Image credit: Motiv Space Systems
IF: How does COLDArm compare to other robotic arms designed to be used in space?
TMC: From a topology standpoint, COLDArm is similar to prior Mars lander forms. Its integrated technology components are quite different, as they have been especially designed to address the environment.
IF: When do you think COLDArm will first be deployed in space? And what tests, if any, do you still need to run before then?
TMC: There will be several test campaigns to ensure the good performance of all the relevant technology and future instruments to be deployed by COLDArm. Our best expectations are that landed operations will happen on the Moon in early 2024.
IF: What were Motiv Space Systems’ unique contributions to the project? And what were NASA JPL’s unique contributions?
TMC: Motiv is developing the arm’s architecture, harnessing system, and cryo-operating avionics; while JPL is focusing on instrument sensing, cryo gearboxes, and system computing.
IF: What do you feel are the most notable aspects and contributions of your recent collaboration with NASA JPL?
TMC: Motiv Space Systems brings excellent expertise and creativity to the development of new technologies for a constantly evolving space ecosystem. We see ourselves as a complementary fit with our colleagues at JPL, and can execute as an industrial partner to continue working towards a greater level of sustainability of technology.
IF: How do you plan to develop COLDArm further in the future?
TMC: We anticipate that COLDArm will merely be an initial inspiration for the development of harsh environment space systems with unique and advanced capabilities. We will continue to expand our product capabilities to drive performance enhancements for future generations of manipulator or mobility technologies.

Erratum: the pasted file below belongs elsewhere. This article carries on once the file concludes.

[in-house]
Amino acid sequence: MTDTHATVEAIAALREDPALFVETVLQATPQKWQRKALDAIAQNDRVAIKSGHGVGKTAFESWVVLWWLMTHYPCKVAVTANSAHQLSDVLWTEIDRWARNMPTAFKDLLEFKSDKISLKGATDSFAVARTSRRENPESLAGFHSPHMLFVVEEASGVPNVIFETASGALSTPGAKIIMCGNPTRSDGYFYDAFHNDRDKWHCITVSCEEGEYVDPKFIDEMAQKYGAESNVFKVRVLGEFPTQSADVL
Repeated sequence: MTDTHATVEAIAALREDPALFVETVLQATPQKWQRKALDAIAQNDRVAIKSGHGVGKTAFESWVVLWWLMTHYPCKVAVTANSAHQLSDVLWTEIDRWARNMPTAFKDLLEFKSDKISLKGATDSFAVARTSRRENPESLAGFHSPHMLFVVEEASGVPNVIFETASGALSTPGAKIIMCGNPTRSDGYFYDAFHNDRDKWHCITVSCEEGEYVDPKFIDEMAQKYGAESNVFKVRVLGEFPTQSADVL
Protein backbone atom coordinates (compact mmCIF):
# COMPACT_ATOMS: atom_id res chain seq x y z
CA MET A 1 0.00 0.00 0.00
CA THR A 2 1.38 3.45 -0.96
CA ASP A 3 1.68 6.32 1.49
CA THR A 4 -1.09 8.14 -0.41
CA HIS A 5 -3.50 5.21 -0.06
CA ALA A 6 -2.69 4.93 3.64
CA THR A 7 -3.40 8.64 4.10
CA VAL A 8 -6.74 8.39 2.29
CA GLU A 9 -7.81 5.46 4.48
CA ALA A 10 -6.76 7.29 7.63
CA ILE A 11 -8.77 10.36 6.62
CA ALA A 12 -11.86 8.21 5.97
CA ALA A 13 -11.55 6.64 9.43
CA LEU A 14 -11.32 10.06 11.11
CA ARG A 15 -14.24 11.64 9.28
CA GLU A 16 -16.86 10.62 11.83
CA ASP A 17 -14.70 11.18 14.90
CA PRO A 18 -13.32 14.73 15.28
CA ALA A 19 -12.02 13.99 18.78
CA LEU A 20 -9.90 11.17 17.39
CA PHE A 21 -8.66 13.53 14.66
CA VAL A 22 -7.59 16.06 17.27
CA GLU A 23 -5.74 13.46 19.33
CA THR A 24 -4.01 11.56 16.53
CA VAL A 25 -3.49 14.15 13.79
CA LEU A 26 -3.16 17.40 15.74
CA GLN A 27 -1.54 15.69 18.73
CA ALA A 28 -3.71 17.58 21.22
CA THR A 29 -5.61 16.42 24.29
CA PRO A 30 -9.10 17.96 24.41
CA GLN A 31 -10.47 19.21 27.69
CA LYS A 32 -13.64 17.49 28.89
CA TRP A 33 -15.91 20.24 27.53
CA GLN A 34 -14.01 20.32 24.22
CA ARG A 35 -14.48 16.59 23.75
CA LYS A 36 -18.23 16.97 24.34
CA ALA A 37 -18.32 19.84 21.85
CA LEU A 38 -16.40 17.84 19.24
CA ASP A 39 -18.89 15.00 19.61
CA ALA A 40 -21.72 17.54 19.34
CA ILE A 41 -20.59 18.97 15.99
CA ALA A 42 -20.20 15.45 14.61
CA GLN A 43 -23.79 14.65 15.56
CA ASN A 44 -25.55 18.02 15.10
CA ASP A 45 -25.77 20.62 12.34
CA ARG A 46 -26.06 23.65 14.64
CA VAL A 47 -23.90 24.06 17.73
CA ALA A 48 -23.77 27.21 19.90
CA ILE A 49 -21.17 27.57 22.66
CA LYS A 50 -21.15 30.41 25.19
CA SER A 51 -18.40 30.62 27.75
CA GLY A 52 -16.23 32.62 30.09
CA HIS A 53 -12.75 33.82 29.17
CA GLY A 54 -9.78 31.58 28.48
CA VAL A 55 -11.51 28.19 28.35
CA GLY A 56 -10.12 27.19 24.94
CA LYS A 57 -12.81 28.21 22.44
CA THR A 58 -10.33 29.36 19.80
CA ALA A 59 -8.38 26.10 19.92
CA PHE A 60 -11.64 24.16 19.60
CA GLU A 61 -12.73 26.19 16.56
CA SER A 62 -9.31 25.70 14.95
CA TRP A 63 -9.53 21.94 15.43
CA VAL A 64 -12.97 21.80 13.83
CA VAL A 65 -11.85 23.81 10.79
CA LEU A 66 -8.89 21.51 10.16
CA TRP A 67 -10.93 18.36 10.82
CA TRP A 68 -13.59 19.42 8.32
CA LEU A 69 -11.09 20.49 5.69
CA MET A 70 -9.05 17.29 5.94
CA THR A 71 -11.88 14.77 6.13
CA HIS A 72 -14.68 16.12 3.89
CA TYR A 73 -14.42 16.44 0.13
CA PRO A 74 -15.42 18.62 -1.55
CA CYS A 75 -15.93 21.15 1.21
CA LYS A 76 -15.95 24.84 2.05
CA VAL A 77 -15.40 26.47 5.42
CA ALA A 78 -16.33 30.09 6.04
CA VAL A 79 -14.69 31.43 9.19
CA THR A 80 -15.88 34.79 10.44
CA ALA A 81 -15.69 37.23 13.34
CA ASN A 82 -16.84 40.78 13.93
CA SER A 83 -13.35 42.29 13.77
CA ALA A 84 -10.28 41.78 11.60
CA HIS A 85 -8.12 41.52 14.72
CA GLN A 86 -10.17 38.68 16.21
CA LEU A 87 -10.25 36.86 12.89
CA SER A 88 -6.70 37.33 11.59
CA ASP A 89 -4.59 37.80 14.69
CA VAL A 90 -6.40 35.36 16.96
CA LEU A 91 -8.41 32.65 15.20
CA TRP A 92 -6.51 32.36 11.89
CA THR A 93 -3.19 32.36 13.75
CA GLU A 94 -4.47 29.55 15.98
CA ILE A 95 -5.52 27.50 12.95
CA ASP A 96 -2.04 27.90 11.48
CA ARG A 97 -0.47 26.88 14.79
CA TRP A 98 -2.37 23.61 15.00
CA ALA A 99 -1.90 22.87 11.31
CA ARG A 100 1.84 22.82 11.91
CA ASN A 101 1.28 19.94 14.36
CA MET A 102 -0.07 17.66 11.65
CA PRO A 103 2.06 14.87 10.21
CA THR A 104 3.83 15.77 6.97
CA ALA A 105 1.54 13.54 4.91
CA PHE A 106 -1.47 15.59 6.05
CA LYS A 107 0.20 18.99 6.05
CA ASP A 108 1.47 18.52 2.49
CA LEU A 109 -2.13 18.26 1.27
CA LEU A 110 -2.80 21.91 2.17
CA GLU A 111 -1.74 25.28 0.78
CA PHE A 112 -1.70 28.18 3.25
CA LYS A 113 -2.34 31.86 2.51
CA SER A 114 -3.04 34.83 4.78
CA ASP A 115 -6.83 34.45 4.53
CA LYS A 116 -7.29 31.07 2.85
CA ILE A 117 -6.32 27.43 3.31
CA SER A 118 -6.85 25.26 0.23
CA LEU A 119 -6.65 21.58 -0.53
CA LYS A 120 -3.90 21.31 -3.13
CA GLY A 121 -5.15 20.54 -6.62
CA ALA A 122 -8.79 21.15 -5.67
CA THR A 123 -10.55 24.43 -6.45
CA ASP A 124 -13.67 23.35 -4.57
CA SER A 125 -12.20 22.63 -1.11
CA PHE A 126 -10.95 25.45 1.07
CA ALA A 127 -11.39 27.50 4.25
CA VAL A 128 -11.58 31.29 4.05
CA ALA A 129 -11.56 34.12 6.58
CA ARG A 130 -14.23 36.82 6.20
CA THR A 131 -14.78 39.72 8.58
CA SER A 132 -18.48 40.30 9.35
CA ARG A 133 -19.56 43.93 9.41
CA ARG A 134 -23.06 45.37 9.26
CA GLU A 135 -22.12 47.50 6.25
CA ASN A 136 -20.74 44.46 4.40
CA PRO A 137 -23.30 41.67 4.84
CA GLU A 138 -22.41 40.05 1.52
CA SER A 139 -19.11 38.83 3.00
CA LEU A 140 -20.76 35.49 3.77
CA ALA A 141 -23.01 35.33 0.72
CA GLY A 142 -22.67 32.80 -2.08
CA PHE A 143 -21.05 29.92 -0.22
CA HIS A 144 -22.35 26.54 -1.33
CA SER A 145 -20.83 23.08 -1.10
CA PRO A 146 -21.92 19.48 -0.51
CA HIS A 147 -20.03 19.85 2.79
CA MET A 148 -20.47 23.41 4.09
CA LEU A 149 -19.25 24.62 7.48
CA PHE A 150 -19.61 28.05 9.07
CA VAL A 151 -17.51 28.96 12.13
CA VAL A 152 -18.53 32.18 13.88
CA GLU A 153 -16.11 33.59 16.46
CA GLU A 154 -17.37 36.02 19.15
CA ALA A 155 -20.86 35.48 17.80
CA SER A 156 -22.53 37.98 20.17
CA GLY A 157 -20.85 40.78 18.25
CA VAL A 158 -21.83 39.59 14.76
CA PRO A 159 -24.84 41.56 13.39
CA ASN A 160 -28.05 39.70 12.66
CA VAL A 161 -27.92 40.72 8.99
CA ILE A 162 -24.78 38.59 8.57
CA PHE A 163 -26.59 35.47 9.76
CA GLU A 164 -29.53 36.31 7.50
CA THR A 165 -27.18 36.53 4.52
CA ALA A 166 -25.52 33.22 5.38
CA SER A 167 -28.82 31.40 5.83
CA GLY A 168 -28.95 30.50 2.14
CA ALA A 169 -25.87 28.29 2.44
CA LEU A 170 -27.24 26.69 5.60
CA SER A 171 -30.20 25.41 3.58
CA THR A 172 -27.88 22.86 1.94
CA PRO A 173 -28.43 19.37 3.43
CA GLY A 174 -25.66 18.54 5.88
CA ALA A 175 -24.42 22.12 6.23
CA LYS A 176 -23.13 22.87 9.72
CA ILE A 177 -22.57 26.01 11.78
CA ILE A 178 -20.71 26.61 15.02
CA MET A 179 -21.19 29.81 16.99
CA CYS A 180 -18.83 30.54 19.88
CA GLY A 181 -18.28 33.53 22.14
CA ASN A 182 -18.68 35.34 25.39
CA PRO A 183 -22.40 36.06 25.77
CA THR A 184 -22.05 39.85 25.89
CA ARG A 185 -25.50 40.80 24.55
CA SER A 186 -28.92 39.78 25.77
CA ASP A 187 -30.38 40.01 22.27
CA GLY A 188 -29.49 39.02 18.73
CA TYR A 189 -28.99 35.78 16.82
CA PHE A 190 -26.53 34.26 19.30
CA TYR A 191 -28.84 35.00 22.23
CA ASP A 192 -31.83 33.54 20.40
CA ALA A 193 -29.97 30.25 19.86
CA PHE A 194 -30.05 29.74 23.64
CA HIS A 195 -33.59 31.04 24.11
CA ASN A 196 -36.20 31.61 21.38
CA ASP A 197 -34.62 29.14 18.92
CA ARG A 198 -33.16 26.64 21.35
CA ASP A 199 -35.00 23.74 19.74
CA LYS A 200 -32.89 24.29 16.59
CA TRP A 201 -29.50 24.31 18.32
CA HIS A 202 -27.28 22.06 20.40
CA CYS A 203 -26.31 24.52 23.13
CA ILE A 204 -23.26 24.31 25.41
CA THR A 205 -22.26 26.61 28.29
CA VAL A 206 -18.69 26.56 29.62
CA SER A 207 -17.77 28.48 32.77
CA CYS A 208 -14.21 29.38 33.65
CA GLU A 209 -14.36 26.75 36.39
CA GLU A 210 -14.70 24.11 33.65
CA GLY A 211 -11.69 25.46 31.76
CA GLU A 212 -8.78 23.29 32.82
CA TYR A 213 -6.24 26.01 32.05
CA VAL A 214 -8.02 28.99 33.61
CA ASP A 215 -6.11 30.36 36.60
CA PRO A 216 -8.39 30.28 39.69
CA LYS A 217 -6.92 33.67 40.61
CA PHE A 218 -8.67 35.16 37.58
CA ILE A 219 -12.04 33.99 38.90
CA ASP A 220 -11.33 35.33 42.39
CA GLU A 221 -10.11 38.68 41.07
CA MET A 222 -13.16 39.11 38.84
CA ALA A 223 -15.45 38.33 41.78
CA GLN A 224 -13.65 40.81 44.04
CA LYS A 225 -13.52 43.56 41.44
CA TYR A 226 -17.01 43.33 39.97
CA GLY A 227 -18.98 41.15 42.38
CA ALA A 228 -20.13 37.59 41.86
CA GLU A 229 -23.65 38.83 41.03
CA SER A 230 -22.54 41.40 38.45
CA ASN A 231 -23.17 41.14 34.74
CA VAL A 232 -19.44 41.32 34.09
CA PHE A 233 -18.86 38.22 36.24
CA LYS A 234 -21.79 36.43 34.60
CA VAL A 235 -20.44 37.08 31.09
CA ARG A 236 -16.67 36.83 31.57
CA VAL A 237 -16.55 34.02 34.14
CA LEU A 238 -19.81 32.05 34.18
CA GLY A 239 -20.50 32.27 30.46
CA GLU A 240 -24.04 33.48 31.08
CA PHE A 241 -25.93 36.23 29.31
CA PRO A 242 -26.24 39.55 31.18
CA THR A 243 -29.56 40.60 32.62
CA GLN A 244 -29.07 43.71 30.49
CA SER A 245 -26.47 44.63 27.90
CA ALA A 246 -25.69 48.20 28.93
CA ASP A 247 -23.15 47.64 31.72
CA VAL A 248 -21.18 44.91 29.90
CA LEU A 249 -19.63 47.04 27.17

IF: Are there any other ongoing/future projects at Motiv Space Systems that you would like to share with us?
TMC: We are currently involved in the OSAM-2 mission as the robotics system provider. This is a unique mission aimed at demonstrating in-orbit additive manufacturing and assembly techniques. We think that this will be a powerful demonstration of capabilities that have been evolving over several decades and will foster future manufacturing and construction capabilities in space.
The development of COLDArm is part of the Commercial Lunar Layload Services, a NASA program aimed at sending small robotic landers and rovers to the Moon. So far, researchers have developed very few components that can operate on the Moon or during a lunar night, which is when temperatures on the Moon are at their lowest point.
The development of COLDArm, which combines some of the most advanced technologies developed by Motiv and JPL, is funded by NASA’s Space Technology Mission Directorate via the company’s Game Changing Development Program. To find out more about the project or learn about other robotic arms developed by Motiv, visit Motiv Space Systems’ news page.